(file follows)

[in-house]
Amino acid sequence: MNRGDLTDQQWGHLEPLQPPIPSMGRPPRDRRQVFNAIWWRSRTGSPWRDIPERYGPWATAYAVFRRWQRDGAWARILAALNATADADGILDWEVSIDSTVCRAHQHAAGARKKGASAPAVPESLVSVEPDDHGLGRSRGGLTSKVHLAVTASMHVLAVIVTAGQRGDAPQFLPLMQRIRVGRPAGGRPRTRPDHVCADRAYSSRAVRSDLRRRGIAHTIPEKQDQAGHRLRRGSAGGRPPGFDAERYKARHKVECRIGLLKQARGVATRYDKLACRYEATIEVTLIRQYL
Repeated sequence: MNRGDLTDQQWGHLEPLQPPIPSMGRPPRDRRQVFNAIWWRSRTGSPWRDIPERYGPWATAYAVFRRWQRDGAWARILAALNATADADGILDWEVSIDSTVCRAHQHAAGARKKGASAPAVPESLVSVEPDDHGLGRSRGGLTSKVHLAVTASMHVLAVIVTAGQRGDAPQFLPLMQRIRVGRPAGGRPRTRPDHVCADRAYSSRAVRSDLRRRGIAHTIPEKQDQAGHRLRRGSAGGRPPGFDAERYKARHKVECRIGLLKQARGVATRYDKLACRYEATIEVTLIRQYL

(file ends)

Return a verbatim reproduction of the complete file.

[in-house]
Amino acid sequence: MNRGDLTDQQWGHLEPLQPPIPSMGRPPRDRRQVFNAIWWRSRTGSPWRDIPERYGPWATAYAVFRRWQRDGAWARILAALNATADADGILDWEVSIDSTVCRAHQHAAGARKKGASAPAVPESLVSVEPDDHGLGRSRGGLTSKVHLAVTASMHVLAVIVTAGQRGDAPQFLPLMQRIRVGRPAGGRPRTRPDHVCADRAYSSRAVRSDLRRRGIAHTIPEKQDQAGHRLRRGSAGGRPPGFDAERYKARHKVECRIGLLKQARGVATRYDKLACRYEATIEVTLIRQYL
Repeated sequence: MNRGDLTDQQWGHLEPLQPPIPSMGRPPRDRRQVFNAIWWRSRTGSPWRDIPERYGPWATAYAVFRRWQRDGAWARILAALNATADADGILDWEVSIDSTVCRAHQHAAGARKKGASAPAVPESLVSVEPDDHGLGRSRGGLTSKVHLAVTASMHVLAVIVTAGQRGDAPQFLPLMQRIRVGRPAGGRPRTRPDHVCADRAYSSRAVRSDLRRRGIAHTIPEKQDQAGHRLRRGSAGGRPPGFDAERYKARHKVECRIGLLKQARGVATRYDKLACRYEATIEVTLIRQYL